Proof of Theorem 1. We already established the validity of Dedekind’s test in arbitrary Banach spaces. For the converse, suppose that Dedekind’s test holds for the normed space , and consider an arbitrary Cauchy sequence in . To see that this sequence converges in , we may certainly assume that it is wandering. This allows us to employ Lemma 2 to construct a certain subsequence by induction. We start by choosing any and letting . For the inductive step, if the integer for some has already been chosen, then we apply Lemma 2 to to obtain an integer with such that the a priori estimate holds for all with . Once the sequence of integers has been found in this manner, for each we may invoke the preceding estimate with the choice and to obtain Thus, with the definition for all , the last estimate may be rewritten in the form for all . But this ensures that for all and thus shows that the sequence is of bounded variation in . On the other hand, the geometric series converges in , because . Since we suppose that Dedekind’s test holds for , we conclude that the sequence of partial sums converges in as . But this means that the Cauchy sequence has a convergent subsequence and thus itself converges to the same limit. This establishes the completeness of .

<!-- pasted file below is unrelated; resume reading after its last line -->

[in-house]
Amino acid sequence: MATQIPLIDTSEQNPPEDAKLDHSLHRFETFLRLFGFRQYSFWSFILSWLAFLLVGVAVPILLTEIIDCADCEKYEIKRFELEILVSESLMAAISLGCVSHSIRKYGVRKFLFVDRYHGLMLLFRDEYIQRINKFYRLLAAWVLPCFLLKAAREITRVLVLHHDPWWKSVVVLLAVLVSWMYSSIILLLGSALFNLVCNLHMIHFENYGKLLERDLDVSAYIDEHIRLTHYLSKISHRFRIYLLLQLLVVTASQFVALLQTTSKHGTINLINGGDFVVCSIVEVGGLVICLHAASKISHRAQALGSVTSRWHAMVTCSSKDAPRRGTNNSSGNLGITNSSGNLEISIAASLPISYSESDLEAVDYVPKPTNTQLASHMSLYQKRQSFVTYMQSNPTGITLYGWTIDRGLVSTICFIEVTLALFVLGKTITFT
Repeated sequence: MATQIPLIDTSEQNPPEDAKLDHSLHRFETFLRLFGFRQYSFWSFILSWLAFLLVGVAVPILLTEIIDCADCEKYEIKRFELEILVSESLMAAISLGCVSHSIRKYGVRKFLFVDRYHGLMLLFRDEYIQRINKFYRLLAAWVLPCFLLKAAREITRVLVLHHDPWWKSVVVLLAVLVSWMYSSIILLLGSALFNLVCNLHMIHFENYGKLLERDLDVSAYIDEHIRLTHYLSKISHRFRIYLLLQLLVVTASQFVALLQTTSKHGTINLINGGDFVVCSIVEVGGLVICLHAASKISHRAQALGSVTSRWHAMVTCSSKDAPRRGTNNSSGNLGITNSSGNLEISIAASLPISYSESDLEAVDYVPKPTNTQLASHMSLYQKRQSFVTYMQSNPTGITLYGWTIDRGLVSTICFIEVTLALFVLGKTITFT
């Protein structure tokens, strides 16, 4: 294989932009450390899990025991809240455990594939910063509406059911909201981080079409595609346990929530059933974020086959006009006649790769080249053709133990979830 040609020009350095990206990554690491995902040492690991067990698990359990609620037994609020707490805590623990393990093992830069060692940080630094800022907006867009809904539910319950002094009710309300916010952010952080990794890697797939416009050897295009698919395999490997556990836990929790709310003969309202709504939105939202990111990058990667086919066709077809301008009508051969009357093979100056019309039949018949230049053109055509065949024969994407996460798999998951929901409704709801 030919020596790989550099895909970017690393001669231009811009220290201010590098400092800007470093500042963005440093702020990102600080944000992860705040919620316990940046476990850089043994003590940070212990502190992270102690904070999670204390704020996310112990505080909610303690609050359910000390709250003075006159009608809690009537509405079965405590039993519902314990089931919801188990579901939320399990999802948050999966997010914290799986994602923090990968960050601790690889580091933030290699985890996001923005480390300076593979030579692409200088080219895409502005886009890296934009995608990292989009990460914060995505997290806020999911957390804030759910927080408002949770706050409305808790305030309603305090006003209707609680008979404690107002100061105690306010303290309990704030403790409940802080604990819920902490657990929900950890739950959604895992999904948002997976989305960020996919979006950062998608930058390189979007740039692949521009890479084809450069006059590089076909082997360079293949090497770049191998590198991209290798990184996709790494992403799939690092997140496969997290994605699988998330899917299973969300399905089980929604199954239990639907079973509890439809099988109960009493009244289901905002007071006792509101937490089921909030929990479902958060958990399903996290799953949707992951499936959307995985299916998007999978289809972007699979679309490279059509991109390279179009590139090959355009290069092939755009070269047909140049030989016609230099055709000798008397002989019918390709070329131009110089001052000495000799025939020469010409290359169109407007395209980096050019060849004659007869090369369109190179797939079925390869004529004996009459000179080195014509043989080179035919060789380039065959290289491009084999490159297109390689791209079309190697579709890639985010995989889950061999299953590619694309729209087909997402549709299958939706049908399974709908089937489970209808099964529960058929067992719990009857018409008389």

We finally discuss a natural variant of Dedekind’s test for the case of a normed algebra with identity. Let us say that the algebra version of Dedekind’s test holds in provided that the series is convergent whenever and are both sequences in such that converges in and is of bounded variation. We obtain the following counterpart of Theorem 1.

Corollary 3. A normed algebra with identity is complete precisely when the algebra version of Dedekind’s test holds for .